New isotopes are being discovered and created all the time.  Most non-naturally occuring ones are so radioactive they decay in fractions of a second.

-Scott

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Posted: 10 October 2007 01:07 PM   [ Ignore ]   [ # 5 ]
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tscott - 10 October 2007 11:25 AM

Question for who ever knows:  How can a person tell how many isotopes each element has?  Is there a way to tell by looking at the periodic table?

The CRC handbook lists the weights and half-lifes of known isotopes. 

I’m not sure I’m ready for that stuff yet.  But let me ask you the most basic question I can think of: does every atomic configuration have a half life?  (If you have the time to have a discussion with me, please answer as briefly as possible, as that will allow for a more efficient dialogue.  Often a person will write a page to me, and I because I don’t understand a very basic thing, the person’s efforts go to waste)

The mass listed on the periodic table is intended to account for naturally occuring isotope abundances. 

I’m not quite sure what you’re referring to here.  For instance, consider the large version of the Periodic table on wikipedia.  Each element has a mass number.  Is that what you are referring to?  If so, then I have a vague idea of what you’re aiming at, and maybe we can discuss that.

So for example if you had 20 tonnes of carbon, some of it would be carbon-12, some carbon-13, some carbon-14, etc. 

I think I see what you mean here.  In any given tangible amount of element: Gold, Silver, Iron, Carbon, etc: you will find that the tangible element consists of individual elements that slightly vary.  Is that what you mean?

The known ratio of naturally occurring abundances is reflected in the stated “average” weight on the periodic table.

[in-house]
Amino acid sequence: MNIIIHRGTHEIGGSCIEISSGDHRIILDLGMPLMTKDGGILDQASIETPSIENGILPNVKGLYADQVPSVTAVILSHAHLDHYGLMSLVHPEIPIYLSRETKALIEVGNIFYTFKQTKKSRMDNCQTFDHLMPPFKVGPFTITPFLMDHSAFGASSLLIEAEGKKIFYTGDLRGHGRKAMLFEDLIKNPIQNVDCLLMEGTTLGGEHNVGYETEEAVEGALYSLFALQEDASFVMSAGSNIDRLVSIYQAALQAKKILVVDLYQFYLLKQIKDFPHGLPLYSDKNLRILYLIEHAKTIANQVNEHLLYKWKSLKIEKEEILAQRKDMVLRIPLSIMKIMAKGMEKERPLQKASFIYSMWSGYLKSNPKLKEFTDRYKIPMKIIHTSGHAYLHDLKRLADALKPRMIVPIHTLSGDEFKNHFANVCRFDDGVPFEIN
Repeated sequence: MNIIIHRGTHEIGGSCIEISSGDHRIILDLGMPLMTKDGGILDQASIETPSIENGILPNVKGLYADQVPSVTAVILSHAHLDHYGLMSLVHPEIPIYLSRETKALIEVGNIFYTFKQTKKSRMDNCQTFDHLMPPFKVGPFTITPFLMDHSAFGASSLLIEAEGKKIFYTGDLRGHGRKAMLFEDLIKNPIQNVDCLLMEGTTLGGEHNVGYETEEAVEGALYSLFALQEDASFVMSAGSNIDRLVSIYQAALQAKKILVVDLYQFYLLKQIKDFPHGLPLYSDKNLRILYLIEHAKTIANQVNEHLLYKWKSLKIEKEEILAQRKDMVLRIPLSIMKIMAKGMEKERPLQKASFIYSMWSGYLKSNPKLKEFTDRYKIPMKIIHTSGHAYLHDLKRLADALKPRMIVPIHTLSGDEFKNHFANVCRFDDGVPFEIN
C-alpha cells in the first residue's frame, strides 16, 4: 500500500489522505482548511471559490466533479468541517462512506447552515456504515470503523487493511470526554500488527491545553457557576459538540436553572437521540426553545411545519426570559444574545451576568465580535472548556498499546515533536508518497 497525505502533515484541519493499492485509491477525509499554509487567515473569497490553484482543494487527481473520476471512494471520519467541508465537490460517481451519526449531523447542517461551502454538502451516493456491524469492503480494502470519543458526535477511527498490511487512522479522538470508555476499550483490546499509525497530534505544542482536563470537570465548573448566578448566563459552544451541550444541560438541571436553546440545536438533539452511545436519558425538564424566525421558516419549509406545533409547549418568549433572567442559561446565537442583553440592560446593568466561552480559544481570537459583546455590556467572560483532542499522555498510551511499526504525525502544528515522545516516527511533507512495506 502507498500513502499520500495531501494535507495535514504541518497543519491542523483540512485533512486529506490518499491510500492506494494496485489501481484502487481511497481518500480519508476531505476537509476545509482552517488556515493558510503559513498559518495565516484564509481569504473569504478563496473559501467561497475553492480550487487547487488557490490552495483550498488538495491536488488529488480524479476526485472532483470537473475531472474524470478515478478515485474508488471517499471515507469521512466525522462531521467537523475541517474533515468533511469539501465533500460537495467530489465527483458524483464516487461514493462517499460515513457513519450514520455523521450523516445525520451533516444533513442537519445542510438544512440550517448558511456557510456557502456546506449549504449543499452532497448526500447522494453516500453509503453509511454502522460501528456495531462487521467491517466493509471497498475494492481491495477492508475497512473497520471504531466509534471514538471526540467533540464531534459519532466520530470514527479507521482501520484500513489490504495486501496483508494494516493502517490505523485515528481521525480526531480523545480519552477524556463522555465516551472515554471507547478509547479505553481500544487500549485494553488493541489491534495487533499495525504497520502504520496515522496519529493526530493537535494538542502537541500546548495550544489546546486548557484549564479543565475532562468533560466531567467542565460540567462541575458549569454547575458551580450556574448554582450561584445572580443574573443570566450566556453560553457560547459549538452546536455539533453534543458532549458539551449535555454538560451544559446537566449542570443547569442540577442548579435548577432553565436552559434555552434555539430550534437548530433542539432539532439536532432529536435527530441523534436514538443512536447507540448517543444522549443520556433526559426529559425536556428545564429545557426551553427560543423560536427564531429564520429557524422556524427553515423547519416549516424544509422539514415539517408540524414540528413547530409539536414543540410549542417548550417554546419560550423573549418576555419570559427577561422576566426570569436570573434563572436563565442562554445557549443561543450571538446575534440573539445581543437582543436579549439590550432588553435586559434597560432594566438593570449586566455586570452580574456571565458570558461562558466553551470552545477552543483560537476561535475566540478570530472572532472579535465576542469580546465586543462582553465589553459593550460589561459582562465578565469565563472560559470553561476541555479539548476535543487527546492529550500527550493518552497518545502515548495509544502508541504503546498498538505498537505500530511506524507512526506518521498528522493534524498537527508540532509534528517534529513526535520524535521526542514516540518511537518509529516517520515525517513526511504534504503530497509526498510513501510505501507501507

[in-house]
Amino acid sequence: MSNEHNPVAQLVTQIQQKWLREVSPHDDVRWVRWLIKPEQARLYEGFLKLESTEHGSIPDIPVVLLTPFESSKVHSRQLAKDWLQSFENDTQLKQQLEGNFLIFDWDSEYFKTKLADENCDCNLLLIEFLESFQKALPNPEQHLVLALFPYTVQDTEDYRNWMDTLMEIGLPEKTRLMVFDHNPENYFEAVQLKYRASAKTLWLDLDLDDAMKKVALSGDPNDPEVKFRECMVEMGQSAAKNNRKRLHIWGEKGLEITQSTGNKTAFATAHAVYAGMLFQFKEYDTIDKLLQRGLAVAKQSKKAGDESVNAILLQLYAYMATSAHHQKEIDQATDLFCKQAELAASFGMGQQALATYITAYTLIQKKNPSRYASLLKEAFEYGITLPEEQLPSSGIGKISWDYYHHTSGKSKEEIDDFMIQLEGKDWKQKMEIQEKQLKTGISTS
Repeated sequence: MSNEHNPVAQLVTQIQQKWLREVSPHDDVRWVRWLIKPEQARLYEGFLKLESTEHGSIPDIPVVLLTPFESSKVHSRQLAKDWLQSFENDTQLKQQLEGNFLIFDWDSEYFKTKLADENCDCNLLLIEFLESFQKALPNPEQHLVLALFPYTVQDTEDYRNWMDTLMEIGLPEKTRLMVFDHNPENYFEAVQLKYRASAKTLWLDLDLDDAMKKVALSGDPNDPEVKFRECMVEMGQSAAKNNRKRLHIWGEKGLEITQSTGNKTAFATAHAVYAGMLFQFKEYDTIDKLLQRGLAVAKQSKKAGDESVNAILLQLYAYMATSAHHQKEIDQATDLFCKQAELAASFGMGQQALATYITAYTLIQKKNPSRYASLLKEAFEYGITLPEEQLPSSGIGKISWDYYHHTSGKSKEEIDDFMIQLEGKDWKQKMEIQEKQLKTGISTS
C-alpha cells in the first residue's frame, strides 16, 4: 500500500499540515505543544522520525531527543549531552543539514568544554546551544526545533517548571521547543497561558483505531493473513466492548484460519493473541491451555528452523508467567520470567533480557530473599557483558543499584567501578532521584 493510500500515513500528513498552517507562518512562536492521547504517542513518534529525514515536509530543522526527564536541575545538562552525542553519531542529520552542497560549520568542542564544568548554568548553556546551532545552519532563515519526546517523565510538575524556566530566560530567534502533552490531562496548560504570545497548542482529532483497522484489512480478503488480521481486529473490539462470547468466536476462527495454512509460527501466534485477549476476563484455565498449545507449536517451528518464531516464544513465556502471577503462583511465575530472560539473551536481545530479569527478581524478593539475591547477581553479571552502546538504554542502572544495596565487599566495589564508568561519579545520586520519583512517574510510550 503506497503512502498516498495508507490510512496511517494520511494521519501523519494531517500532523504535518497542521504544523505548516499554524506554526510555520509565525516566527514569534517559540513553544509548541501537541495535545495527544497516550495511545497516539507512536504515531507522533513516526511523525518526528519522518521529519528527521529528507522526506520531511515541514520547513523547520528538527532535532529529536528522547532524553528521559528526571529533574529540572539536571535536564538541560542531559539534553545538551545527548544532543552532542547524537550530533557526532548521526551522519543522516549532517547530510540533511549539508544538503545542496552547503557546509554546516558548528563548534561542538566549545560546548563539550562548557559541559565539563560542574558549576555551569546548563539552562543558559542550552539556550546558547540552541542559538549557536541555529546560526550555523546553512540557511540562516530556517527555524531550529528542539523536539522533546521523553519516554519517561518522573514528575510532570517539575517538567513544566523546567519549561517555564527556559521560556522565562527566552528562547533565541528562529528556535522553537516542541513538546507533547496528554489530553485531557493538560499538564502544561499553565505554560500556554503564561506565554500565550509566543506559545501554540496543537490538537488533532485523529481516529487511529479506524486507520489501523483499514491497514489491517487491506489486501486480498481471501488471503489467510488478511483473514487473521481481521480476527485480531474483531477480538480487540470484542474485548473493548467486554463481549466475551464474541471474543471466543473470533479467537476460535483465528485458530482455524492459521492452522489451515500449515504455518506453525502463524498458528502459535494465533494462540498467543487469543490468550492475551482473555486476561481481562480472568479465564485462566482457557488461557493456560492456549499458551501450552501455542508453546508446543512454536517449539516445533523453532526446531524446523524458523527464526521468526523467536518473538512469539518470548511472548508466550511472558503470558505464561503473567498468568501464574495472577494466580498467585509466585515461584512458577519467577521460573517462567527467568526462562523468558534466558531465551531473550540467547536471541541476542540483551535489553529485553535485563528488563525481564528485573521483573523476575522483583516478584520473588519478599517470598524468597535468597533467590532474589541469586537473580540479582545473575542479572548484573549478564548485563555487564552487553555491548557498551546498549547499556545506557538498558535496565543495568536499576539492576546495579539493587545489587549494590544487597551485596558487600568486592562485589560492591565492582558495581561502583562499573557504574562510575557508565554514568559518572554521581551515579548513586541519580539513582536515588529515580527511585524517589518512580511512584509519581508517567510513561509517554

You lost me here.  Based on the periodic table that I linked to above, where can I see this average weight?  Does each element have an average weight?  Are you equating the average weight with the atomic mass?

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Posted: 10 October 2007 03:36 PM   [ Ignore ]   [ # 6 ]
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Many periodic tables, like the one here, list the atomic weight of the element as well as its atomic number (i.e. “6” is the number for carbon, which is the number of electrons or the number of protons).  The “number” is the only value listed on the Wiki table that I saw at a glance The atomic weights, listed at the bottom of the element’s box on the table I pointed you at, is the value of the average weight of a collection of such atoms taken from out physical world.  So for example, carbon (C) has a weight of 12.011.  This is because in a given random sample of real carbon atoms, most of them will wiegh 12 AU, some will weigh 13AU and a few will weigh 14AU.

There are many isotopes which do not decay.  Carbon 12 is one example.  Again, the CRC, available at any library or school, will list half-lifes for isotopes that decay and will also indicate which isotopes are stable (or don’t decay).

[ Edited: 10 October 2007 05:11 PM by tscott ]